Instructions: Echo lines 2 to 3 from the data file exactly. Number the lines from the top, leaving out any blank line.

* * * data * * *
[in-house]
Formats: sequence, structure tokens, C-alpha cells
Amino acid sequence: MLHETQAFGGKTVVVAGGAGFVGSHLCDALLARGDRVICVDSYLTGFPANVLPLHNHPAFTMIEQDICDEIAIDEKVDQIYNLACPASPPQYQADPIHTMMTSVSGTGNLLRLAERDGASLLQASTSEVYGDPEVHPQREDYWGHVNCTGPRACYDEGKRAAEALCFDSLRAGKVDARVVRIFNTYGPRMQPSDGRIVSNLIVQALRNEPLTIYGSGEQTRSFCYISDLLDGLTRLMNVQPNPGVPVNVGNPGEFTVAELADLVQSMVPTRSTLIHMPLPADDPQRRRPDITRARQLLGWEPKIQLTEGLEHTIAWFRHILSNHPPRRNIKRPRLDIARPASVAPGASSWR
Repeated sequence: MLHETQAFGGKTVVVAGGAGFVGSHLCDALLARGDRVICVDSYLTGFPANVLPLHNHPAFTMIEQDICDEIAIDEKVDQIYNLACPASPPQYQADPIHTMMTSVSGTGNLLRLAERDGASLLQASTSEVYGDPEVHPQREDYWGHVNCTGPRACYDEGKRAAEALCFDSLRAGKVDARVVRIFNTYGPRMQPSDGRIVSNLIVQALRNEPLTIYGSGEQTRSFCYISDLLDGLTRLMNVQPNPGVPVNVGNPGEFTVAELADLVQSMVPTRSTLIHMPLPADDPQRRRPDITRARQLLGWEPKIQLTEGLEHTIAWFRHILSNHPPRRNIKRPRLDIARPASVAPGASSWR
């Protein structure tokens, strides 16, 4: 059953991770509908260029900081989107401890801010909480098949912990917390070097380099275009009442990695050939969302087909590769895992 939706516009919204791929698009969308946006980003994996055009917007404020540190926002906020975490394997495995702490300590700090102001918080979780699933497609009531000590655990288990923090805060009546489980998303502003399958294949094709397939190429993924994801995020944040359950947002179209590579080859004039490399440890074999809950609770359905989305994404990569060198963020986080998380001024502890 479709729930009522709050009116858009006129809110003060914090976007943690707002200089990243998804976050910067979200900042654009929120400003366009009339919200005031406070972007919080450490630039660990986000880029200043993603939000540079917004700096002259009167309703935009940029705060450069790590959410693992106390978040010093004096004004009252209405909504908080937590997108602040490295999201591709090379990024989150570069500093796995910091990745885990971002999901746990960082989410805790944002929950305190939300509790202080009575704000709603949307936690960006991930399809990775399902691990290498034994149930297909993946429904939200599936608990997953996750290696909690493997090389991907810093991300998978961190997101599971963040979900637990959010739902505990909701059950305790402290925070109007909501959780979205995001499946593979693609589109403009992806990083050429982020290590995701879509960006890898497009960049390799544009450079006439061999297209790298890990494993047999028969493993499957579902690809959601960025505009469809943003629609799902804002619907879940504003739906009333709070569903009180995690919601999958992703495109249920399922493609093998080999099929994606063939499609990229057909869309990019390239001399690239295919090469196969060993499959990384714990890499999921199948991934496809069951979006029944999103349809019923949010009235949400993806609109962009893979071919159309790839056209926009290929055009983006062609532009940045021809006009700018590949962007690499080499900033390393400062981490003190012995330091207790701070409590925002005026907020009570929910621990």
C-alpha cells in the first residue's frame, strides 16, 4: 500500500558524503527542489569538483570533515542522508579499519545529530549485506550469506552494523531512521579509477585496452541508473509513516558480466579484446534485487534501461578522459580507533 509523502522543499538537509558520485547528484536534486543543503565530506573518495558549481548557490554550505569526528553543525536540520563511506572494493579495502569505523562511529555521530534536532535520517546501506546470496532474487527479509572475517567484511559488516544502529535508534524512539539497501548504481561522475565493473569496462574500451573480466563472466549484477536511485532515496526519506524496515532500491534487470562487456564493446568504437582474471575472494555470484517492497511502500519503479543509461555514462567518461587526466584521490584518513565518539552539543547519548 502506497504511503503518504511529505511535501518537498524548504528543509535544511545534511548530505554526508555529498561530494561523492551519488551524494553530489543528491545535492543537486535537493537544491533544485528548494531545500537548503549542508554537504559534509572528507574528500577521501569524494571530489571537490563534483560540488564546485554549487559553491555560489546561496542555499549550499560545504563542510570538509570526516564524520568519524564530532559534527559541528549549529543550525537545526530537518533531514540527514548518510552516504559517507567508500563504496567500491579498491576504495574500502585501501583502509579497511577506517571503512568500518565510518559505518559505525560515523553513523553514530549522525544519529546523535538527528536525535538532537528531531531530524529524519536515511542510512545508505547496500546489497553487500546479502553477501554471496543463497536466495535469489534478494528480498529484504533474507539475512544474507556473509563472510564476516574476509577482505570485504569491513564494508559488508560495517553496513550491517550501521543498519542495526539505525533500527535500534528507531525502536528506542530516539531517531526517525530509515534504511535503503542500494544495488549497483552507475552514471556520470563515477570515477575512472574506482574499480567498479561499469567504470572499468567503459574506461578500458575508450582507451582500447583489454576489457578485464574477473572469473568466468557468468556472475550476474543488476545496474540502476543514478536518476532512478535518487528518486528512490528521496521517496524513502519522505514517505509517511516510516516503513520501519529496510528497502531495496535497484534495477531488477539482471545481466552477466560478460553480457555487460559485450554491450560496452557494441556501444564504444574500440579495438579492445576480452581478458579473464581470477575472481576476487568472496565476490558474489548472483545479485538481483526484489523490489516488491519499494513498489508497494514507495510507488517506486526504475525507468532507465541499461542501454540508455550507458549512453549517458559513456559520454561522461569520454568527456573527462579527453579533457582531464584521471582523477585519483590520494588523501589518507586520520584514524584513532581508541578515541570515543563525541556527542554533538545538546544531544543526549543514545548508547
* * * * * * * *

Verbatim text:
Formats: sequence, structure tokens, C-alpha cells
Amino acid sequence: MLHETQAFGGKTVVVAGGAGFVGSHLCDALLARGDRVICVDSYLTGFPANVLPLHNHPAFTMIEQDICDEIAIDEKVDQIYNLACPASPPQYQADPIHTMMTSVSGTGNLLRLAERDGASLLQASTSEVYGDPEVHPQREDYWGHVNCTGPRACYDEGKRAAEALCFDSLRAGKVDARVVRIFNTYGPRMQPSDGRIVSNLIVQALRNEPLTIYGSGEQTRSFCYISDLLDGLTRLMNVQPNPGVPVNVGNPGEFTVAELADLVQSMVPTRSTLIHMPLPADDPQRRRPDITRARQLLGWEPKIQLTEGLEHTIAWFRHILSNHPPRRNIKRPRLDIARPASVAPGASSWR